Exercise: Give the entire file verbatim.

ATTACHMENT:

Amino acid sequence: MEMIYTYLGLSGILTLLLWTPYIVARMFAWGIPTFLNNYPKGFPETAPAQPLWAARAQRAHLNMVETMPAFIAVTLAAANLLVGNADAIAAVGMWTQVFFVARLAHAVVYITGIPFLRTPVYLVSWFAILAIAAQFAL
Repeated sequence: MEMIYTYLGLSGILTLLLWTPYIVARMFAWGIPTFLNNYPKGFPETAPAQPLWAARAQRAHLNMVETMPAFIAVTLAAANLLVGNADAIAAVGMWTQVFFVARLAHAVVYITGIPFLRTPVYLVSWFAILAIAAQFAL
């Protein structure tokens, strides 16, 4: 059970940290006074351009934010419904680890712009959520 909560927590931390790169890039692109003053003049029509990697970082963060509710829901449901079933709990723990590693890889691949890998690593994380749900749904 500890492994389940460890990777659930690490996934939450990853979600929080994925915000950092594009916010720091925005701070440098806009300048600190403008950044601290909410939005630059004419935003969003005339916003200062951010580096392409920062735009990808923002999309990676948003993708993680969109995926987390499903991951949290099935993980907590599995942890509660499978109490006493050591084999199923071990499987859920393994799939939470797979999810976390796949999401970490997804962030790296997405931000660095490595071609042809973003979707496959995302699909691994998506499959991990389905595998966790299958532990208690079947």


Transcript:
Amino acid sequence: MEMIYTYLGLSGILTLLLWTPYIVARMFAWGIPTFLNNYPKGFPETAPAQPLWAARAQRAHLNMVETMPAFIAVTLAAANLLVGNADAIAAVGMWTQVFFVARLAHAVVYITGIPFLRTPVYLVSWFAILAIAAQFAL
Repeated sequence: MEMIYTYLGLSGILTLLLWTPYIVARMFAWGIPTFLNNYPKGFPETAPAQPLWAARAQRAHLNMVETMPAFIAVTLAAANLLVGNADAIAAVGMWTQVFFVARLAHAVVYITGIPFLRTPVYLVSWFAILAIAAQFAL
């Protein structure tokens, strides 16, 4: 059970940290006074351009934010419904680890712009959520 909560927590931390790169890039692109003053003049029509990697970082963060509710829901449901079933709990723990590693890889691949890998690593994380749900749904 500890492994389940460890990777659930690490996934939450990853979600929080994925915000950092594009916010720091925005701070440098806009300048600190403008950044601290909410939005630059004419935003969003005339916003200062951010580096392409920062735009990808923002999309990676948003993708993680969109995926987390499903991951949290099935993980907590599995942890509660499978109490006493050591084999199923071990499987859920393994799939939470797979999810976390796949999401970490997804962030790296997405931000660095490595071609042809973003979707496959995302699909691994998506499959991990389905595998966790299958532990208690079947």